Background: Use of Extracorporeal Membrane Oxygenation during cardiopulmonary resuscitation (ECPR) is increasingly being deployed as an adjunct to conventional CPR. It is unknown if this has been associated with improved outcomes. Aims: To describe trends in survival and patient demographics for ECPR patients in the international Extracorporeal Life Support Organisation (ELSO) database over the past 12 years and identify factors associated with changes in survival. Methods: Patients greater than 16 years of age who received ECPR between January 2003 and December 2014 were extracted from the ELSO registry and were divided into three 4-year cohorts (Cohort 1: 2003–2006, Cohort 2: 2007–2010, Cohort 3: 2011–2014). Univariable analysis was performed to compare demographics and outcomes of patients across the three cohorts. Univariable and multivariable analyses were then performed to identify factors independently associated with survival. Results: 1796 patients treated with ECPR were extracted from the registry, aged 50 (±18.5) years. Annual ECPR episodes increased over 10-fold, from 35 to over 400 per year. Survival to hospital discharge was 29% overall (27% cohort 1, 28% cohort 2, 30% cohort 3 (p = 0.71)). Age, body weight and documented comorbidities increased over time. There was a reduction in complications associated with ECMO usage. After adjusting for confounders there was no change in the odds of survival over the time period examined. Interpretation: Over the period 2003–2014, survival to hospital discharge was 29% for patients who require ECPR. Despite advances in provision of ECMO care and increasing co-morbidities of patients, there has been no change in risk-adjusted survival over time.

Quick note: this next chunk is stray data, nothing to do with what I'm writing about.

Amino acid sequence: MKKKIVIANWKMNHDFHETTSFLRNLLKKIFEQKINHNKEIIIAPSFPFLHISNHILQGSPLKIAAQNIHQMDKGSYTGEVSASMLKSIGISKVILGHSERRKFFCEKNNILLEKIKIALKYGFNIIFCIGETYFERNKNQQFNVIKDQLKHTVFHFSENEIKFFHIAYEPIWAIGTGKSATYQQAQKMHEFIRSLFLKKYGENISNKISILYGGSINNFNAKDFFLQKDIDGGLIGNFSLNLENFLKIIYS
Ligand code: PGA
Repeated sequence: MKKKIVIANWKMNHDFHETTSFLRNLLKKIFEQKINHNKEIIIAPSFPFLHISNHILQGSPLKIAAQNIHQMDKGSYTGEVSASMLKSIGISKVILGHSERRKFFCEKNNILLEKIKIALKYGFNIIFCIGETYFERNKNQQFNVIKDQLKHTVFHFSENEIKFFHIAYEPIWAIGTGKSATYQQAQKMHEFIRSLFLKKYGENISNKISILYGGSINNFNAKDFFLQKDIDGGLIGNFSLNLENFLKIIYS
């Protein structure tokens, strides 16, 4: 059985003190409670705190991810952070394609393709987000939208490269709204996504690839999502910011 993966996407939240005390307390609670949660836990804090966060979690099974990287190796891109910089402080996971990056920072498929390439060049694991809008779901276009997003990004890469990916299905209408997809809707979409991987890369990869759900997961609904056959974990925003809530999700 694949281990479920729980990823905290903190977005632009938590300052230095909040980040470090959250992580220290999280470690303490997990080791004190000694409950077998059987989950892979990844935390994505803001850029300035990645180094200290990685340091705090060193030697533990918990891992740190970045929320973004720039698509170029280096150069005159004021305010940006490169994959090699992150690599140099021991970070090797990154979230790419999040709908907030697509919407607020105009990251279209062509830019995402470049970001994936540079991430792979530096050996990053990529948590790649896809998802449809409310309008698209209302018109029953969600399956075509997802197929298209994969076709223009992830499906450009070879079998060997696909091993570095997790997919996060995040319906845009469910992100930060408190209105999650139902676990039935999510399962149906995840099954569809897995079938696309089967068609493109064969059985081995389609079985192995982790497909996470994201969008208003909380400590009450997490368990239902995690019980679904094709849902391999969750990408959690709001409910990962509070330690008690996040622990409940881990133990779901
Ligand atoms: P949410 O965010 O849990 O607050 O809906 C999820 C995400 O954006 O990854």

|Number of pages||7|
|Publication status||Published - 1 Mar 2017|
- Extra Corporeal Membrane Oxygenation (ECMO)
- SAVE score